“I think we’re on the slow sustainability train. It seems like it. We just keep chugging away, you know, and it grows a little bit each time” Zach offers up from his spot nearly on the ground. It gives me a quick mental image of they’ve been chugging away from for over a decade: that small perch in a place that smells like beer, a party in a basement they’ve never seen before. Animal Liberation Orchestra (called “ALO” mostly now) has played together in one form or another since high school. All of the members were sunned and grown in Santa Barbara, not straying far at all since …but why would you want to. Together or separately, they all went to UC Santa Barbara and finished—Steve and Lebo have degrees in Ethnomusicology—and live in California still with their families today. Heading north to bigger shows they still love to catch a fast gig at a bar on the coast along the way.
It may feel to them like coming home. They aren’t so far from home anyhow, but it’s a familiar place after gigs at elementary school picnics turned early on into party playing in College, and eventually the right age brought them to playing in those exact kinds of bars. By the time those gigs came around, the band’s M.O. was already well on its way to developing the long and winding jams that they put forth this night, and every other; a style built from the sheer realities of supplying music for cinema-scale nights of fun.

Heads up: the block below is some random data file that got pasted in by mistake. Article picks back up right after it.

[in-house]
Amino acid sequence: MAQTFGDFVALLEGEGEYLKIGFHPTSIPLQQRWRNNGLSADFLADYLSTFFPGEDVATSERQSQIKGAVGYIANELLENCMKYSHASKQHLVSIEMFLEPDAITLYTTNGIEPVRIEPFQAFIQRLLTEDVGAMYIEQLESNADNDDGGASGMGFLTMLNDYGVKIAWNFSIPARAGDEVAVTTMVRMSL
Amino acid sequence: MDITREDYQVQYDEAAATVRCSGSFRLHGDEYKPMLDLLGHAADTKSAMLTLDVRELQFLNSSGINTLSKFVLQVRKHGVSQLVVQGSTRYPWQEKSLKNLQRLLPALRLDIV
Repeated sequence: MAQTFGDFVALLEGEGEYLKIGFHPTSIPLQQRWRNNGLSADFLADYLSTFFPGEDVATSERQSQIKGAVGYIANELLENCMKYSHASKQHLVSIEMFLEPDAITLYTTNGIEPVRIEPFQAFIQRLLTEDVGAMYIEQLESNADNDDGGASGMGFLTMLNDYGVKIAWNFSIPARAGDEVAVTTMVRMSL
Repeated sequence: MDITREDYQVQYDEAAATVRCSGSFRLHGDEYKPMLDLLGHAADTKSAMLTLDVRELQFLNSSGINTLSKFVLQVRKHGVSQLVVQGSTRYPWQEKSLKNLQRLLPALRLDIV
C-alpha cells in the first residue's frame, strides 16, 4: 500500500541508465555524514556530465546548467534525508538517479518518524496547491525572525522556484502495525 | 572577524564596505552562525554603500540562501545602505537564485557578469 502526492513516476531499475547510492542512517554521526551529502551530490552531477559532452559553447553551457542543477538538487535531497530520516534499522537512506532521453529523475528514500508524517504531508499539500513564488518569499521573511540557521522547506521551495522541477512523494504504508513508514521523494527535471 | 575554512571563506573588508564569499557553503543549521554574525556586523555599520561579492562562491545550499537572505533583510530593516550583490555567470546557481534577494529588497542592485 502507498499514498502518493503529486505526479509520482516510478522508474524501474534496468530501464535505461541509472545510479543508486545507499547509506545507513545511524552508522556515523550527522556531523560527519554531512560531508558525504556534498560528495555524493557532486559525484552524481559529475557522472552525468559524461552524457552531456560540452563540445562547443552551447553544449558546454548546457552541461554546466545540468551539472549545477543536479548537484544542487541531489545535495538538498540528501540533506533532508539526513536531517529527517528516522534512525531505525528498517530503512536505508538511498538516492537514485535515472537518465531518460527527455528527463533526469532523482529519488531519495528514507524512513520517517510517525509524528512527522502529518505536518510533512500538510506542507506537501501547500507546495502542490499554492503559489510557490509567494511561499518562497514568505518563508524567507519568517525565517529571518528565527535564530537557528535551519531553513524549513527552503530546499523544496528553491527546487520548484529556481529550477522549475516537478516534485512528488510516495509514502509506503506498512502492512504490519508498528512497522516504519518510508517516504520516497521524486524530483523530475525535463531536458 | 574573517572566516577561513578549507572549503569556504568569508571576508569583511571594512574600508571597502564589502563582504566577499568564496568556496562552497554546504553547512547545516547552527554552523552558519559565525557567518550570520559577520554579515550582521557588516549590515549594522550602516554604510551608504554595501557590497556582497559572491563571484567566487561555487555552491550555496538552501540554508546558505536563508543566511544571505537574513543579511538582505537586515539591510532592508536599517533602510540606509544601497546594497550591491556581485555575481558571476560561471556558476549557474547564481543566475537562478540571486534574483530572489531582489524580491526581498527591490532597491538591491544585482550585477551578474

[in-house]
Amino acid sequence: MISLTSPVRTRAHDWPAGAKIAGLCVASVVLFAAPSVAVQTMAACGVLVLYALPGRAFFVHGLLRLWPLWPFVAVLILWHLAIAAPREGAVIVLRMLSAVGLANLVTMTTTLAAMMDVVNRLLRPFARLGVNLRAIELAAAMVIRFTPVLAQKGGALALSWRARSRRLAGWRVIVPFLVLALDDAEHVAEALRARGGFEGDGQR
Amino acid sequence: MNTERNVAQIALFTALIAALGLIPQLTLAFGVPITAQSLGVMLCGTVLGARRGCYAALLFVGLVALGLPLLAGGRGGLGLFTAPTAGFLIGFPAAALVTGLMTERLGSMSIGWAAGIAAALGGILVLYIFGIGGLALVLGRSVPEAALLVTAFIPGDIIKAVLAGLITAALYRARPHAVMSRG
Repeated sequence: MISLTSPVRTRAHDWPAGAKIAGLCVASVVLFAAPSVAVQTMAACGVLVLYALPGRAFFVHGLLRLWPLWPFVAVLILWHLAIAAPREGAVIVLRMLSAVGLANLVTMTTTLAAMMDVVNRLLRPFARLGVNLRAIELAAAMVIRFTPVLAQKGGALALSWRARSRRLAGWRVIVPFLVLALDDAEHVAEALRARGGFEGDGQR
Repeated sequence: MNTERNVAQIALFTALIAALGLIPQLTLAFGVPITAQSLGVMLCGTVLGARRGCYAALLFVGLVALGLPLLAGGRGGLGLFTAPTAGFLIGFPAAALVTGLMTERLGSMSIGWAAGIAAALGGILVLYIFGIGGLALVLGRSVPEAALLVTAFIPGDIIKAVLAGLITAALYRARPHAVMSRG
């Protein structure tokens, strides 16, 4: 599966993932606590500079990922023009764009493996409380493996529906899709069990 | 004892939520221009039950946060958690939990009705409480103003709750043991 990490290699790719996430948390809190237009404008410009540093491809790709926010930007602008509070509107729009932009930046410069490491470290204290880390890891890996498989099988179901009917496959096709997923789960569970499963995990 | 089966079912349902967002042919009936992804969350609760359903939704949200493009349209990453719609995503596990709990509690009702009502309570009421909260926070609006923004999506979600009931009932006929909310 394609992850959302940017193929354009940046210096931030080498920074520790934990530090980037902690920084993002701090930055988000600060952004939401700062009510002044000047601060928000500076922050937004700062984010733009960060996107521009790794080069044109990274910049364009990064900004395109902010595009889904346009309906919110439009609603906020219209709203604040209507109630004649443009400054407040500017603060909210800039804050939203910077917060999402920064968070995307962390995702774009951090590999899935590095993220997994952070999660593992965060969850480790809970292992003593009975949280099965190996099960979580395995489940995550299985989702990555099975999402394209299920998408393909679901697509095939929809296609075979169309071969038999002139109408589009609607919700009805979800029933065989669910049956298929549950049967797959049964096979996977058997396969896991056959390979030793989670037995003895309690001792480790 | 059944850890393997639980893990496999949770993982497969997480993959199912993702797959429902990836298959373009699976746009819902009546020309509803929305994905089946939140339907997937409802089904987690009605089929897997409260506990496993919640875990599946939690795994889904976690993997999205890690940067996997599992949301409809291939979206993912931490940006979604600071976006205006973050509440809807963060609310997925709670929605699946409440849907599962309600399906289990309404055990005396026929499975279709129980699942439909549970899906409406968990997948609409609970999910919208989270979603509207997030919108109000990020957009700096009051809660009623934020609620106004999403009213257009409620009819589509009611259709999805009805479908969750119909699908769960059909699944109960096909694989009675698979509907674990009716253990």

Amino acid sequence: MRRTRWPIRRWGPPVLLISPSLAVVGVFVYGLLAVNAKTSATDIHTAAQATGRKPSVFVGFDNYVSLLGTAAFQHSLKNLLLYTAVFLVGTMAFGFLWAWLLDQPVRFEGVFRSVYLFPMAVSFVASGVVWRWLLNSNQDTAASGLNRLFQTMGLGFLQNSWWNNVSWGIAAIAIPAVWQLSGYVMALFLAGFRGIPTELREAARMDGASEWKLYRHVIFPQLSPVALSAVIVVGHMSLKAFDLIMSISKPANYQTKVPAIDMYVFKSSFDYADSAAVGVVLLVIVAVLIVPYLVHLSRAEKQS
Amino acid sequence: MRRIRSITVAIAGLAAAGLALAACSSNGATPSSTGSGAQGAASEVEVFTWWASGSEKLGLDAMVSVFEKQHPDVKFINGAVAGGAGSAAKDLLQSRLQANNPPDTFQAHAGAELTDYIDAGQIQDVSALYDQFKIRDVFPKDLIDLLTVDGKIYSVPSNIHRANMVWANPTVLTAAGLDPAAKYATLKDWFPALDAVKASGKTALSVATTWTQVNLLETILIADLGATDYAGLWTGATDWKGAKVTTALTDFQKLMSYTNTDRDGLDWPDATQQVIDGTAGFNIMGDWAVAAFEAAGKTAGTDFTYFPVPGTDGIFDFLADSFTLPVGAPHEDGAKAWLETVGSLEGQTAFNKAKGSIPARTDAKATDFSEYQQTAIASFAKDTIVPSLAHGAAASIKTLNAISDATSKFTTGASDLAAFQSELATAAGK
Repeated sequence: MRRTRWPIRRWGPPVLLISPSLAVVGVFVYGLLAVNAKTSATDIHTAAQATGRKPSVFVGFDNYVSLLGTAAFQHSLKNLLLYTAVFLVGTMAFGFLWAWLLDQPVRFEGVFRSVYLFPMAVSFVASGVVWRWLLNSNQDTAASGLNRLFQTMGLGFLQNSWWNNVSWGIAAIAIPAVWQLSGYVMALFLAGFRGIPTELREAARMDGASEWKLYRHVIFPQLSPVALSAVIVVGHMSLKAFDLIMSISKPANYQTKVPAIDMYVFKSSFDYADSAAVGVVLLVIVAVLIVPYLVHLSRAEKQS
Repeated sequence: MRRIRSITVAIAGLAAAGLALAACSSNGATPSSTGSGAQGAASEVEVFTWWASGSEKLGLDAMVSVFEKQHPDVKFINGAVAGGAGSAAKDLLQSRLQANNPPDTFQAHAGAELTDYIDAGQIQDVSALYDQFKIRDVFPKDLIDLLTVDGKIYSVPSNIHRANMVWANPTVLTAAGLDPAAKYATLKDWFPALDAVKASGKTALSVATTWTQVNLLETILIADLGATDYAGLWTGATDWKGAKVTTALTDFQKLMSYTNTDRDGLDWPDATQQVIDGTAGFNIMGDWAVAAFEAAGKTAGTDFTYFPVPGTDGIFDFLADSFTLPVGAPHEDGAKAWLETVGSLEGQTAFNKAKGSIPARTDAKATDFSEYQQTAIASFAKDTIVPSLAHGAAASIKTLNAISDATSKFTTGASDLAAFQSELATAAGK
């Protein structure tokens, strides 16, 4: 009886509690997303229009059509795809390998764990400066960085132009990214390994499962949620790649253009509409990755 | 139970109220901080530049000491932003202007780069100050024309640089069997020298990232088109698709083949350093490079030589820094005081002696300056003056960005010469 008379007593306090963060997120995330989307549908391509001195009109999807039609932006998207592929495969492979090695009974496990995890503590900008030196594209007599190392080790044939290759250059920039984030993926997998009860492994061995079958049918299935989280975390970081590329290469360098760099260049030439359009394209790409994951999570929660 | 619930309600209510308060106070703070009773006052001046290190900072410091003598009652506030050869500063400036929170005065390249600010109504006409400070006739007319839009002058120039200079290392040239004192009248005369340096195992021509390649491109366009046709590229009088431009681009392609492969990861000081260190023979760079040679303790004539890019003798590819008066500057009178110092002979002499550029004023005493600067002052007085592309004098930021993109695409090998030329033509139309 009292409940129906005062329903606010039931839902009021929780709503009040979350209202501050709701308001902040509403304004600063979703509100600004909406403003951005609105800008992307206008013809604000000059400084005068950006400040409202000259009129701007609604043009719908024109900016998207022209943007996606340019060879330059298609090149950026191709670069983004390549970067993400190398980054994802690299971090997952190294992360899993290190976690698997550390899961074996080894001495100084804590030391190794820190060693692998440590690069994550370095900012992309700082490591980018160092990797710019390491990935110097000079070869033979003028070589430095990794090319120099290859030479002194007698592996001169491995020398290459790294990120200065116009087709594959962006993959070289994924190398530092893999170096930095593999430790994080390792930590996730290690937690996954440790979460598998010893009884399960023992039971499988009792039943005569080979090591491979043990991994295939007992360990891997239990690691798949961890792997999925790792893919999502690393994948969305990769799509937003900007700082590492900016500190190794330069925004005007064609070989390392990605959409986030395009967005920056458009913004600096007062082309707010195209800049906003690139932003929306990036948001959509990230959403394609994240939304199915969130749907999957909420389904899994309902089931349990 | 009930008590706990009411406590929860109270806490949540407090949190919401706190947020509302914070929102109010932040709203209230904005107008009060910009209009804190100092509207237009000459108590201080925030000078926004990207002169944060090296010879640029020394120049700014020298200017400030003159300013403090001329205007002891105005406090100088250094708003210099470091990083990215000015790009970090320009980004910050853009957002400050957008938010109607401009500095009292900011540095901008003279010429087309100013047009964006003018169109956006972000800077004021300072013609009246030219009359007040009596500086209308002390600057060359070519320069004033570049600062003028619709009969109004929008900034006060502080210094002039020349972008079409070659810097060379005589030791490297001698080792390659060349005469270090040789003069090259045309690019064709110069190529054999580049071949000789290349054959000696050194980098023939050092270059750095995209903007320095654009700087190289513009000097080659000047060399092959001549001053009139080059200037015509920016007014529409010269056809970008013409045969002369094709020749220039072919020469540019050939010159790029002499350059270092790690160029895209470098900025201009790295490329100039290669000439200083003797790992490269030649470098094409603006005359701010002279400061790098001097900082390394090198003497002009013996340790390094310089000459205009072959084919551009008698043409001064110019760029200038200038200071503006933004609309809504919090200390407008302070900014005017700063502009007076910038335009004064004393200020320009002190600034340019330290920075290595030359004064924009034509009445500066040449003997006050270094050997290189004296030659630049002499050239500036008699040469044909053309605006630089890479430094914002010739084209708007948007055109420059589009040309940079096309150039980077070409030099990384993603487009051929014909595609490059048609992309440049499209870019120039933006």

“We’d go for four, five, six hours (Lebo: ‘Play all night’) yeah, you play all night. And so I remember the first time when we were like freshmen and we had our band and we were playing and it was like, “Shit.” We were replaying songs and we didn’t have enough tunes. We already sort of had a lot of covers, so we just kind of opened up and were like, ‘Ok, we’re going to extend these songs and jam.” It was out of necessity…By the time we got to the bars we could fill up the whole night and so it just sort of made sense.”—Zach